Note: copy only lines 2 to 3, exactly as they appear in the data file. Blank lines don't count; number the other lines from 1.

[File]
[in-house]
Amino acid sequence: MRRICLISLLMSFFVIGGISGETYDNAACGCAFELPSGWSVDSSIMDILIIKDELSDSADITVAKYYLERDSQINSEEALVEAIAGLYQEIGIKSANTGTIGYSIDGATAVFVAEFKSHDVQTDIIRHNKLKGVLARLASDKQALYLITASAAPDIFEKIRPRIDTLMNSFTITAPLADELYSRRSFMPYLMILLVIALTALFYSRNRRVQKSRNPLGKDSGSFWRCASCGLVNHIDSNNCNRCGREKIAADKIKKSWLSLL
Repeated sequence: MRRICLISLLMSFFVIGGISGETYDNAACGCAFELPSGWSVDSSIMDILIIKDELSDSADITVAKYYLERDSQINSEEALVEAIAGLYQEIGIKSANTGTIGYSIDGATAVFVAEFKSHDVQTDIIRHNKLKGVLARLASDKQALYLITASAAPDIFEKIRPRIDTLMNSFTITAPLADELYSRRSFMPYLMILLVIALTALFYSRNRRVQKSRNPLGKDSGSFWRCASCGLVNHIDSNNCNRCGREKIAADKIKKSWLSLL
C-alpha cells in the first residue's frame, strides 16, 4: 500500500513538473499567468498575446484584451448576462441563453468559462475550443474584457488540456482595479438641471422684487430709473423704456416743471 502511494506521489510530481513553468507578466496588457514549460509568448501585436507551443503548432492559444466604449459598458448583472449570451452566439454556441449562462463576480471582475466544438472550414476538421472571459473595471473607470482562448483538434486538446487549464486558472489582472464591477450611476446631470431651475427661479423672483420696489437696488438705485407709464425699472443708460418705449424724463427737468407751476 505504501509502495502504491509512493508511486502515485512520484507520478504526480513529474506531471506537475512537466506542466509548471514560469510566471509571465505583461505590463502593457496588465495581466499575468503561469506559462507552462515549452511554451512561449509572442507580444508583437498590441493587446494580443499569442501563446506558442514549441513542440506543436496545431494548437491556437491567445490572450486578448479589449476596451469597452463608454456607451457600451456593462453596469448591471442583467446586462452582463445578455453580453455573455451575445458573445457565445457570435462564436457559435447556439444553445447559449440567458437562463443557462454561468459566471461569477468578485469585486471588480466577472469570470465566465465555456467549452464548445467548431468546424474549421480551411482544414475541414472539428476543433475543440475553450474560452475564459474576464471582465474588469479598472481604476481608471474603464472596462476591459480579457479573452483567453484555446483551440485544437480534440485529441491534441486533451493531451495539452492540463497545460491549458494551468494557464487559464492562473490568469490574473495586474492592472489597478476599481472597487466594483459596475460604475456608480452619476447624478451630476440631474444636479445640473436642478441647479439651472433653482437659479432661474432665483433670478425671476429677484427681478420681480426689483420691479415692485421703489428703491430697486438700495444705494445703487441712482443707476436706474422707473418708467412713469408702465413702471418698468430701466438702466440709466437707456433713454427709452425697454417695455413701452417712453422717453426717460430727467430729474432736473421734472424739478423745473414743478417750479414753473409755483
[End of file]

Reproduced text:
Amino acid sequence: MRRICLISLLMSFFVIGGISGETYDNAACGCAFELPSGWSVDSSIMDILIIKDELSDSADITVAKYYLERDSQINSEEALVEAIAGLYQEIGIKSANTGTIGYSIDGATAVFVAEFKSHDVQTDIIRHNKLKGVLARLASDKQALYLITASAAPDIFEKIRPRIDTLMNSFTITAPLADELYSRRSFMPYLMILLVIALTALFYSRNRRVQKSRNPLGKDSGSFWRCASCGLVNHIDSNNCNRCGREKIAADKIKKSWLSLL
Repeated sequence: MRRICLISLLMSFFVIGGISGETYDNAACGCAFELPSGWSVDSSIMDILIIKDELSDSADITVAKYYLERDSQINSEEALVEAIAGLYQEIGIKSANTGTIGYSIDGATAVFVAEFKSHDVQTDIIRHNKLKGVLARLASDKQALYLITASAAPDIFEKIRPRIDTLMNSFTITAPLADELYSRRSFMPYLMILLVIALTALFYSRNRRVQKSRNPLGKDSGSFWRCASCGLVNHIDSNNCNRCGREKIAADKIKKSWLSLL